Black Ferns go on the NZR payroll

by RNZ / 12 March, 2018
Black Fern Portia Woodman enroute to scoring her team's second try during the Women's Rugby World Cup 2017 Semi Final match against the United States. Photo/Getty

Black Fern Portia Woodman enroute to scoring her team's second try during the Women's Rugby World Cup 2017 Semi Final match against the United States. Photo/Getty

Payday for the Black Ferns 

The Black Ferns are officially on New Zealand Rugby's payroll.

New Zealand Rugby has announced it will contract its top 30 women's players with the contracts ranging from $12,500 to $20,000 a year.

Players will also get a $2000 a week assembly fee with leading players able to earn a maximum of $45,000 a year.

Players will be expected to train 10 to 14 hours a week and the contracted players will assemble 50 days a year.

After winning their fifth world cup last year, pressure mounted for the Black Ferns to be contracted on a similar basis to the All Blacks.

Fiao'o Faamausili, the New Zealand Black Ferns captain raises the world cup after their victory at the Women's Rugby World Cup 2017 Final against England at the Kingspan Stadium on August 26, 2017 in Belfast, United Kingdom. Photo/Getty.

Fiao'o Faamausili, the New Zealand Black Ferns captain raises the world cup after their victory at the Women's Rugby World Cup 2017 Final against England at the Kingspan Stadium on August 26, 2017 in Belfast, United Kingdom. Photo/Getty.

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Chief executive of New Zealand Rugby Steve Tew said the contracts signal a new era in the sport with the women representing the fastest growing area of the sport with one in seven rugby players now female.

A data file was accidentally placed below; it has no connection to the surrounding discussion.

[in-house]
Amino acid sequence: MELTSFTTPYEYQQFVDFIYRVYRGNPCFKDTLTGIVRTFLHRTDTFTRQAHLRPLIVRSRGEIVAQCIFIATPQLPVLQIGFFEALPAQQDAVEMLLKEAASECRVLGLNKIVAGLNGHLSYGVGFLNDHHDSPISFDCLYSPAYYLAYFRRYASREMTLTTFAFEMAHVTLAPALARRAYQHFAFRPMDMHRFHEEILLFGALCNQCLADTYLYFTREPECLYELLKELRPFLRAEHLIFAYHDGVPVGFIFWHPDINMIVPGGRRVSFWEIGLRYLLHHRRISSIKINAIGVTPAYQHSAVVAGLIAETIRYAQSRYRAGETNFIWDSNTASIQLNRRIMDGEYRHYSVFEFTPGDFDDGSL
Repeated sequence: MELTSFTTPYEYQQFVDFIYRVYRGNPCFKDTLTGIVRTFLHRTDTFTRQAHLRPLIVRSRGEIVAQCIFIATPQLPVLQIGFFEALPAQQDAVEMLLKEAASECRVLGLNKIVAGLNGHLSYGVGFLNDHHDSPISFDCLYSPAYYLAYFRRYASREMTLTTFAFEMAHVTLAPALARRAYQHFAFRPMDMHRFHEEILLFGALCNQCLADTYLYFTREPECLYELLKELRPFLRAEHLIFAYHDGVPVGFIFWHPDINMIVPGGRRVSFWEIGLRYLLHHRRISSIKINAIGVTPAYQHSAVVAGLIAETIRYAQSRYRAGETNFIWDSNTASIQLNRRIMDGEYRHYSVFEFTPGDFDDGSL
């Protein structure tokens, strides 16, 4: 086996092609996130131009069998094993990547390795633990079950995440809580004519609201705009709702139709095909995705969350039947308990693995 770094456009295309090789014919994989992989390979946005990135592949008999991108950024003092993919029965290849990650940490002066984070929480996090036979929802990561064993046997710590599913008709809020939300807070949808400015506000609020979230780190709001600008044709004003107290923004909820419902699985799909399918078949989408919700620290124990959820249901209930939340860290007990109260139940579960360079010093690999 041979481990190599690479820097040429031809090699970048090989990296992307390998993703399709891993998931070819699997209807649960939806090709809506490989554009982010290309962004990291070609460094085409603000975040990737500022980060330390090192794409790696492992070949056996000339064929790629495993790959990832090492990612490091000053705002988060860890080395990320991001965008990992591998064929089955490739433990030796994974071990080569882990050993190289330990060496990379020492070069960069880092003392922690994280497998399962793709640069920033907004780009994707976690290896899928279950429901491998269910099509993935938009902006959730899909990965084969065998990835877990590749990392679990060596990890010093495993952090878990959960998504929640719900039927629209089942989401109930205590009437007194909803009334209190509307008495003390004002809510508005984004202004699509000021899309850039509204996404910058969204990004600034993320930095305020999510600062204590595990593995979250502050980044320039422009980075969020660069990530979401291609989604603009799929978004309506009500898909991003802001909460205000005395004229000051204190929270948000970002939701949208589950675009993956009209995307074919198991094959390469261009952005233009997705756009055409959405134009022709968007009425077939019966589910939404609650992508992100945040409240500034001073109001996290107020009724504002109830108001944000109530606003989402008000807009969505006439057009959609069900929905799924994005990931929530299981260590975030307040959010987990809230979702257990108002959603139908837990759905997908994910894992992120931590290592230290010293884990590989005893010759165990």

"The Black Ferns and the Black Ferns Sevens have rapidly grown in profile, statue, and relevance on the international stage. This agreement supports them to be the best they can be when wearing the black jersey," he said.

Chief executive of the New Zealand Rugby Players Association Rob Nichol said "this is a significant milestone for the women's 15 game. It is a long-term sustainable model that offers genuine pathways and support for female players on and off the field, and that we can build on in the future.

"The MOU has a strong focus on personal and career development, ensures the provision of key life, trauma and medical insurances, access to quality savings programs while taking care of all the normal terms and conditions expected within a modern-day employment environment.

"The maternity policy gives the players the appropriate support to return to the game if they choose after having a baby. This gives players the flexibility to make important life decision while continuing their rugby pathway," he said.

New Zealand Rugby will also establish a working group to assess future competition options at international and domestic level.

This article was first published on RNZ.

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